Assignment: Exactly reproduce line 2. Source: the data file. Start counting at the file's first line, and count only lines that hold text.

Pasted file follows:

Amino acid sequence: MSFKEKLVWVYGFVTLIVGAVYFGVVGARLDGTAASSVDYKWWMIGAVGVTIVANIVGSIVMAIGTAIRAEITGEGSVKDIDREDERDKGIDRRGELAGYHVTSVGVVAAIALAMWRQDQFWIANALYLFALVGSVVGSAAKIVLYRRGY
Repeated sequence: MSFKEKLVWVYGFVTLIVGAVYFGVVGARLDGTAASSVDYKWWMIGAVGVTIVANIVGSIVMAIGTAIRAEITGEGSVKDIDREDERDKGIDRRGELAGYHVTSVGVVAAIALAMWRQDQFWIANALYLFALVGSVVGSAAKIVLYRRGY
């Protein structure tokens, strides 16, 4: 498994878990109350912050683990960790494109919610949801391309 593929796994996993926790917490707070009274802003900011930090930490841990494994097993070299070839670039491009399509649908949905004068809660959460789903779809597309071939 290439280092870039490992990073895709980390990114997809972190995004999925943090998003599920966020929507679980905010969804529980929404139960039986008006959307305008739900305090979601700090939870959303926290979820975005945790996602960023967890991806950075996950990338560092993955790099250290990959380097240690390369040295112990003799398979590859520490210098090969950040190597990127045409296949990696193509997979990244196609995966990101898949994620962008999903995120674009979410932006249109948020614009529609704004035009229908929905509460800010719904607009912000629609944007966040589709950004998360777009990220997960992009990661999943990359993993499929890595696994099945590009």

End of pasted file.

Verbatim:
Repeated sequence: MSFKEKLVWVYGFVTLIVGAVYFGVVGARLDGTAASSVDYKWWMIGAVGVTIVANIVGSIVMAIGTAIRAEITGEGSVKDIDREDERDKGIDRRGELAGYHVTSVGVVAAIALAMWRQDQFWIANALYLFALVGSVVGSAAKIVLYRRGY